{sketchbook Sunday} Parliament Hill bandstand, Hampstead Heath
Parliament Hill bandstand on Hampstead Heath, with Euston Tower and the BT Tower on the skyline. Still getting the proportions wrong, because I was focussing on the detail… Three chocolate labradors with different owners came by as I was sketching, hence the punny note.

{sketchbook Sunday} Kensal Green cemetery
View from in front of the chapel at Kensal Green Cemetery. I blogged about my visit here.

{sketchbook Sunday} the Hill Garden, Hampstead Heath
At the Hill Garden — I blogged about this visit here. It got too windy and chilly to finish this sketch off at the time. At least what I did manage to draw was to scale, wonky balustrade columns notwithstanding.

{sketchbook Sunday} Primrose Hill
Sat in the sun on my favourite bench on Primrose Hill, before heading off to see the roses in Regent’s Park. There’s the BT Tower again; it’s fun to draw. I drew the London Eye too big, though, you can barely see it in the photo. See what I mean about focus?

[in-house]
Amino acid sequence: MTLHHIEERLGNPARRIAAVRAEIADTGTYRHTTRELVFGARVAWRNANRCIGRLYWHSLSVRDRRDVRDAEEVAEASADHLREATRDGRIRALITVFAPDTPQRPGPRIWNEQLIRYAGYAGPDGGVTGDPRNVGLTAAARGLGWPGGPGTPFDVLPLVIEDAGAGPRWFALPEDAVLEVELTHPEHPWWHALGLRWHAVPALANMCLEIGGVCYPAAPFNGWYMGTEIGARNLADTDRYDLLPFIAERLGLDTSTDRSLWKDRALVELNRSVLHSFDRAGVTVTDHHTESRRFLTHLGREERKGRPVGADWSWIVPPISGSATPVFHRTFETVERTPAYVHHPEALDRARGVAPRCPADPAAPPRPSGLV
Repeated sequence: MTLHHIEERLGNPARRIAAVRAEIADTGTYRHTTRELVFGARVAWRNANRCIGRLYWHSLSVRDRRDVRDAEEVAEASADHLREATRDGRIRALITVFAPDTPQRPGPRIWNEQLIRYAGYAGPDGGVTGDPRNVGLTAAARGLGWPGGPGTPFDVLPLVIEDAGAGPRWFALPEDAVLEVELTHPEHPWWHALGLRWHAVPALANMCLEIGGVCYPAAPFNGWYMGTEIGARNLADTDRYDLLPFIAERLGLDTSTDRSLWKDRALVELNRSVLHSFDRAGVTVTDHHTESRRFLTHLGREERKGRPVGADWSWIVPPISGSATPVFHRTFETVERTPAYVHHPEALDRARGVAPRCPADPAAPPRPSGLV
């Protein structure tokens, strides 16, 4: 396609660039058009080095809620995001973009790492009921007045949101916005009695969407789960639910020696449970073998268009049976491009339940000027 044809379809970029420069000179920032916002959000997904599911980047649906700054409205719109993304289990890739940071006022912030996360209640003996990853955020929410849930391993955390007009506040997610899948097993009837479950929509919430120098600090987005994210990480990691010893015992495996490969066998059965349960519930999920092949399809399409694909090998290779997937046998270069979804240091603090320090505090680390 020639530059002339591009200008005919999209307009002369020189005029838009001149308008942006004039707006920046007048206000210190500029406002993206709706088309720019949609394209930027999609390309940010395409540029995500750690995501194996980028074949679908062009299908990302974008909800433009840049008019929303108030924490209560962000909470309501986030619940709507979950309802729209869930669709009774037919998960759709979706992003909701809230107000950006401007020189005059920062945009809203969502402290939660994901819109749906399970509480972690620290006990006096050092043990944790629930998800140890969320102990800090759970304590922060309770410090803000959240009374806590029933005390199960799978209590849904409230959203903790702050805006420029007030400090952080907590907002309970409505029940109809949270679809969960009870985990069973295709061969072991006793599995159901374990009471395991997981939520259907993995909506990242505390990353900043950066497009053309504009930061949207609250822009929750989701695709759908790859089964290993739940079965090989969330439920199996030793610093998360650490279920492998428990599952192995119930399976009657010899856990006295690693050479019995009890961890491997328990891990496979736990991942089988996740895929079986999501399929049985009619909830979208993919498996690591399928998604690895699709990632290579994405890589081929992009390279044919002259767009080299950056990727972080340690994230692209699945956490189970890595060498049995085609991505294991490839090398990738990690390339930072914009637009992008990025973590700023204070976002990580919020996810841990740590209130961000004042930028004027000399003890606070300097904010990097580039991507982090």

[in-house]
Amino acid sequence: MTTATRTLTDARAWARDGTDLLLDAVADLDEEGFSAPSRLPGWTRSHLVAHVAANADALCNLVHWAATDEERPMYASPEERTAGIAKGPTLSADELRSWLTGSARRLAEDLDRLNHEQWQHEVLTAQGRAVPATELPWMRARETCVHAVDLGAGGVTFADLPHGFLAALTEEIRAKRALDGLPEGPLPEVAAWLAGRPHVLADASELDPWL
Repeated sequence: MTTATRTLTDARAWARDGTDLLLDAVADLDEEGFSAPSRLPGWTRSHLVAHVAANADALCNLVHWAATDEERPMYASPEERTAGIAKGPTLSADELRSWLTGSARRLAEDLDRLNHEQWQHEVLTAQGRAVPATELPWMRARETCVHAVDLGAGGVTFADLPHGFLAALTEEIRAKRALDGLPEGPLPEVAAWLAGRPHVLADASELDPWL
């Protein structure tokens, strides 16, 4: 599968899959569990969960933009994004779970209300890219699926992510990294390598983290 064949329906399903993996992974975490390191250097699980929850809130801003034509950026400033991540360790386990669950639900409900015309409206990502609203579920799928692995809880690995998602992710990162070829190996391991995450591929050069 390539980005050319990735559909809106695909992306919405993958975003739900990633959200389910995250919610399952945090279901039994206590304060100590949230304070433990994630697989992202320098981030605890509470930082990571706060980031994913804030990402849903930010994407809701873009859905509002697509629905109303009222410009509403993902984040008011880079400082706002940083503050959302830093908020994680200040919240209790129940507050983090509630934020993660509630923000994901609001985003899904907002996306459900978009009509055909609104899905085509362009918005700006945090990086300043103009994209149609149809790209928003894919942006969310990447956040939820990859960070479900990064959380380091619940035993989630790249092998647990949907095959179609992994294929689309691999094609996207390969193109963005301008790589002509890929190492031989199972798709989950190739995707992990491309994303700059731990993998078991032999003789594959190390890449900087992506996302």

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Do you keep a sketchbook? I’m thinking of making this an (irregular) feature on my blog and I’d love to include the work of others as well!

April 21, 2015

Record Shops of Soho, 1946-1996

Here’s another music-related post for you — about another music-related exhibition.

On Saturday I got the bus into town, to see an exhibition about fifty years of record shops in Soho. It was the last day before the exhibition closed, and it also happened to be Record Store Day.

Record Shops of Soho, 1946-1996
(there’s a better view of the map here)

The exhibition was in Berwick Street, which used to be home to so many record shops that it was even known (amongst my friends, anyway), as “The Famous Street of Record Shops”. I think at one point we counted 16, if we included music stalls in the market, and some of the shops on the streets leading off Berwick Street, so although we used the name ironically, it was also well-earned.

Record Shops of Soho, 1946-1996